Translation and the resolution of the pluton space problem

Basil Tikoff, Michel De Saint Blanquat, Christian Teyssier

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38 Scopus citations


The Late Cretaceous Mono Creek granite has a pronounced NW-SE elongate shape, 60 km long by 10 km wide, characteristic of plutons from the eastern Sierra Nevada batholith. An 8 km-wide bulge exists on the NE side of this pluton, which exhibits evidence of forceful emplacement (or in-situ ballooning), such as deflection of metamorphic wallrock and igneous foliation, and the orientation of fracture patterns. Three-dimensional strain analysis indicates that wallrock strains do not provide enough volume to accommodate the emplacement of the bulge, a recurring problem in studies of plutonic terranes. We suggest that emplacement of the Mono Creek bulge was accommodated by all components of the three-dimensional displacement field-including translation, rotation, and pure strain (shape change)-of the surrounding units. Classical strain analysis only addresses the rotation and pure strain components, and is incapable of quantifying the translation component. However, our analysis suggests that translation plays the dominant role in the emplacement process. A shell model of translation of the surrounding igneous and metamorphic units is proposed for the Mono Creek bulge, which suggests that the translation component decreases dramatically away from the intrusion, consistent with the observed geology and finite strain analysis. We propose that translation is the solution to the recurring pluton 'space' problem, either through tectonically controlled (passive) or magmatically controlled (active) movement of the wallrocks. Translation is generally the neglected component of the displacement field, but it may often be evaluated through judicious use of finite strain analysis and tectonic reconstruction.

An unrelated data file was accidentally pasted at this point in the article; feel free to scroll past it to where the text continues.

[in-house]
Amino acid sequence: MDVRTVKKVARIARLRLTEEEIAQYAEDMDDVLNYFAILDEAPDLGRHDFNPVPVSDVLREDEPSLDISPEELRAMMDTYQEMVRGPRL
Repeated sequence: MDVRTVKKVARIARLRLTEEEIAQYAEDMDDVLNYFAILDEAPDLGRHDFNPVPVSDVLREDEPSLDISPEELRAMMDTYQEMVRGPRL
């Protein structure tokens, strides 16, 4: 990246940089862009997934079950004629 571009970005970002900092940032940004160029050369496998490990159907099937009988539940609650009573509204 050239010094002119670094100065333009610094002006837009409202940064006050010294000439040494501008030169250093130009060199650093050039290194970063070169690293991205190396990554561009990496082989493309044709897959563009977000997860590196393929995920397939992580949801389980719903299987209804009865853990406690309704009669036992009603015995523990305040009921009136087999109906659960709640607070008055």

Original languageEnglish (US)
Pages (from-to)1109-1117
Number of pages9
JournalJournal of Structural Geology
Issue number8-9
StatePublished - Aug 1999

Bibliographical note

Funding Information:
We wish to thank D. Greene for sharing his knowledge of the Mt Morrison pendant, D. Schultz-Ela for help using his tryell program for three-dimensional strain analysis, and S. Morgan and R. Law for continued discussion about pluton emplacement. Helpful reviews by J. Evans, J. Spray, and J. White are acknowledged. Fieldwork was supported by NSF EAR-9305262 and CNRS-INSU DBT grants.


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